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Thread: As promised—How I light a Hot Shot waste oil burner

  1. #1
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    As promised—How I light a Hot Shot waste oil burner

    People seem to have trouble getting waste oil burners going without a lot of smoke, oil leakage, and who knows what else? Here is a video of me lighting my small furnace with the Lionel Hot Shot burner using waste motor oil.
    When I say, "With no smoke," I obviously don't mean absolutely not a trace of smoke. There is always a trace of leftover oil somewhere in the furnace that will make a trace of smoke, but nothing that would attract the attention of anyone.
    After the furnace is hot with propane—and the yardstick I use for this is when the crucible is red hot, which takes maybe five or seven minutes—I begin to introduce the oil, simultaneously turning down the propane feed, and turning up the blower. The key to success is getting the furnace good and hot before turning on the oil. If you don't you will have oil running out of the drain hole of your furnace and lots of black smoke. (Don't ask me how I know.)

    Richard
    When I die, Heaven can wait—I want to go to McMaster-Carr.

  2. #2
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    Video is set to private...

    edit: viewable for me now

  3. #3
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    The U Tube site says it is public. This is my first U Tube video.

    R
    When I die, Heaven can wait—I want to go to McMaster-Carr.

  4. #4
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    it looks like you have abundant power, basically only limited by the size of your blower.
    I have often said that if I had a bigger blower this burner could melt my entire furnace in an hour or less.

    richard
    When I die, Heaven can wait—I want to go to McMaster-Carr.

  5. #5
    Well done Richard. Hope to see more of your videos up on you tube. How about a sculpting class for dummies like me? lol
    Jason
    WWW.TheHomeFoundry.org
    Visit me: WWW.HandcraftedLanterns.com
    "Sometimes by losing a battle you find a new way to win the war"
    -- Donald Trump --

  6. #6
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    I fire my burners up the same way as can be seen on several of my vids. It's a basically seamless process. Get them up to oil vaporizing temp on gas which I use some red glow as the indicator as well and go from there.
    I go one step further and pre fill with an amount of oil. Heat up on gas and as the flame grows and changes from clear or blue to orange you know you are there and wind back the gas till the flame self sustains. being I'm only preheating Metal burners, I'm there in 2 min or less. I then change the gas feed to the oil feed and open the air and liquid fuel and it's off and running.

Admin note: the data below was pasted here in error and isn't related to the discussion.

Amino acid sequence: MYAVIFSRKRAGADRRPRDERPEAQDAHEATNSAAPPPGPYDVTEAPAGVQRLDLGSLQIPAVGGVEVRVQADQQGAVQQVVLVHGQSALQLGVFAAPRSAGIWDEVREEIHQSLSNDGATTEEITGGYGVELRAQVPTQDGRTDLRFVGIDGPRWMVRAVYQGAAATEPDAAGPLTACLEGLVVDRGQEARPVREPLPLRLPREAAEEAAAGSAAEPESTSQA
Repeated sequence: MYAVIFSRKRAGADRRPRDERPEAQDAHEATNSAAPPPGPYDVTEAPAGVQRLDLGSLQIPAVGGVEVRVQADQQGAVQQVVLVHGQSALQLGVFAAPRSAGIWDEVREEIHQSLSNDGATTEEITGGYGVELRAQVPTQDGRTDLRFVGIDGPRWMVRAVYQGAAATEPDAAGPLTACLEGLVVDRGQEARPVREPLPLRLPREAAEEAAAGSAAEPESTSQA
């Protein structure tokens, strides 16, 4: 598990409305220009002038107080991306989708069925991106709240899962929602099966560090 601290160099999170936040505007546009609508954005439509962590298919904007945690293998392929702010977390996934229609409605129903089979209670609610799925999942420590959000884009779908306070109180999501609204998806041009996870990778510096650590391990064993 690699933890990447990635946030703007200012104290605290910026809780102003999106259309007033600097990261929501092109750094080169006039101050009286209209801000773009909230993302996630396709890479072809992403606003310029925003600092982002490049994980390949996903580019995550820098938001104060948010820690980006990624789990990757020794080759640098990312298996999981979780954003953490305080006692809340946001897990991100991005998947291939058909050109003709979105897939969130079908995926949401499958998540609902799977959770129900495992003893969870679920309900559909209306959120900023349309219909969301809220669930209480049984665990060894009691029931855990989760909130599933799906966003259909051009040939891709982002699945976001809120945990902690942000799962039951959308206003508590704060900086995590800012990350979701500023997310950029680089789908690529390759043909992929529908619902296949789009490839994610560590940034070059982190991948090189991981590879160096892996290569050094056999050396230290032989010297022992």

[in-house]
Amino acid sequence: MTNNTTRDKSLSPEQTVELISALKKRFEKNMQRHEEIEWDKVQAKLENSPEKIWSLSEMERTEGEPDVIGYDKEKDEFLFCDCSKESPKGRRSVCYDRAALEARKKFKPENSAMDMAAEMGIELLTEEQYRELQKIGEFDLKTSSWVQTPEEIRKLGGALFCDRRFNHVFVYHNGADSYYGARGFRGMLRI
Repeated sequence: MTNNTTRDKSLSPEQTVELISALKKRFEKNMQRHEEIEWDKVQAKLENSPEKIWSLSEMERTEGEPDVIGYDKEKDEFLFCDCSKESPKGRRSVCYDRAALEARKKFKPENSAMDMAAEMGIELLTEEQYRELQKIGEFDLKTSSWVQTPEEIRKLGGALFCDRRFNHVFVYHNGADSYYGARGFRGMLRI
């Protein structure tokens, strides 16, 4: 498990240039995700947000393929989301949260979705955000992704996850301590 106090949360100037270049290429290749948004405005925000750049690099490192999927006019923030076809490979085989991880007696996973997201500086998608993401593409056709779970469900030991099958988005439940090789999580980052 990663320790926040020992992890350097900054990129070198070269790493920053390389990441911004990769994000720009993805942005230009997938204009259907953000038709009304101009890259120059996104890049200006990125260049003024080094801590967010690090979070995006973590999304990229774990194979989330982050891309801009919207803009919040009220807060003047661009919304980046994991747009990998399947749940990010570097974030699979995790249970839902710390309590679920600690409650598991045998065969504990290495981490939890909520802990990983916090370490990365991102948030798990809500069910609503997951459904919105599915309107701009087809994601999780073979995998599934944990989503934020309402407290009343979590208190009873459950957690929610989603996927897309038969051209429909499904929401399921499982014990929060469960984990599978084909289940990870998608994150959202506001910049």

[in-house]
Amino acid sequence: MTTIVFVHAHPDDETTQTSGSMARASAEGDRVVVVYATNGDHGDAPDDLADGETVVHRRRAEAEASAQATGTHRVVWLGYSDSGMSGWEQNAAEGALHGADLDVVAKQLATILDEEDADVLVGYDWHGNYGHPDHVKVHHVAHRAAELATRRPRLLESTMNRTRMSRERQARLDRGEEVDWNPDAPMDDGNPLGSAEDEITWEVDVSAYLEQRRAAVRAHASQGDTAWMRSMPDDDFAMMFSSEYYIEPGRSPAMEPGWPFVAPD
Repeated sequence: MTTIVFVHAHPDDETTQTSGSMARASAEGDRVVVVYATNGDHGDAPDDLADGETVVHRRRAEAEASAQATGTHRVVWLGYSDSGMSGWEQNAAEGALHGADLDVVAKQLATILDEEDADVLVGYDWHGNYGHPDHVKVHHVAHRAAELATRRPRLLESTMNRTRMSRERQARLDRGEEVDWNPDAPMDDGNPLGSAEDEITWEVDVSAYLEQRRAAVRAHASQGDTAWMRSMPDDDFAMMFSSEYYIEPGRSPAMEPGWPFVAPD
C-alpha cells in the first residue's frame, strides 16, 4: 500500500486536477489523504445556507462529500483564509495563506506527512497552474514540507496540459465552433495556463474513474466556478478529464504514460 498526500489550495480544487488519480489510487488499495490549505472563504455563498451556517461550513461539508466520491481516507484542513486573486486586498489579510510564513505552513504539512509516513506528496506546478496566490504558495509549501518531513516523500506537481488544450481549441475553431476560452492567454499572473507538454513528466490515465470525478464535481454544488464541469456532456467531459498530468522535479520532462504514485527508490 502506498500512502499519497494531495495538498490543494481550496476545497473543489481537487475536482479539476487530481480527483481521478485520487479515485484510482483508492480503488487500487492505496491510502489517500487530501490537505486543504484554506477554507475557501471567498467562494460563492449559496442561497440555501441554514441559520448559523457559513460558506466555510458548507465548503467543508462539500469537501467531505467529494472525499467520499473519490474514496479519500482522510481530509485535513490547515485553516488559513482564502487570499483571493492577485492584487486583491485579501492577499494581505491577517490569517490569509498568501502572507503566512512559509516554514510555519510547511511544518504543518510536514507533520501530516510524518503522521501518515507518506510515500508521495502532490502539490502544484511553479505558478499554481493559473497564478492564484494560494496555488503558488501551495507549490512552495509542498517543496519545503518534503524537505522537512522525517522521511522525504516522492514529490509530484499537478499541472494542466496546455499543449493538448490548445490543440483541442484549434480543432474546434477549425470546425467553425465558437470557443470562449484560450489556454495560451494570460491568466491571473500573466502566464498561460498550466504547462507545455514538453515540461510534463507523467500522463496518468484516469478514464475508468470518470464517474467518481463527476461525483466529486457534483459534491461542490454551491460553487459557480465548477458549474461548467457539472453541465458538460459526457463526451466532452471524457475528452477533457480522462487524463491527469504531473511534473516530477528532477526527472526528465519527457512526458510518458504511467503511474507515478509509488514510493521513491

Less smoke by far than a gas BBQ makes cooking a steak.

  7. #7
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    My only issue with starting my oil drip furnace is due to the less than stellar environment I keep it in. It tends to be fairly damp a good amount of the season so I opt to slowly bring temps up with the propane preheat to drive off moisture. I'd say I'm probably ~15mins before I consider switching over to oil.

  8. #8
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    I stick a 1/2 inch Reil burner in my furnaces for about 15 minutes before I insert the oil monster. Two reasons for this:

    #1 - I have already been using the Reil in the burn out kiln so it is already hooked up and right there.

    #2 - I just hate pouring mega heat into a cold furnace and onto a cold crucible. (Granted, cold down here is 85 or 90 F.—but still.)

    Richard
    When I die, Heaven can wait—I want to go to McMaster-Carr.

  9. #9
    Senior Member cactusdreams's Avatar
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    I like the pulley on the oil bucket idea. Bet you can adjust the pressure by just changing the height. Looks like nice weather too. Hope you use a little more PPE for the pour.
    People who say it cannot be done should not interrupt those who are doing it.

  10. #10
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    If I had a dedicated space for casting I would have probably ended up with a gravity feed. So simple and easy...

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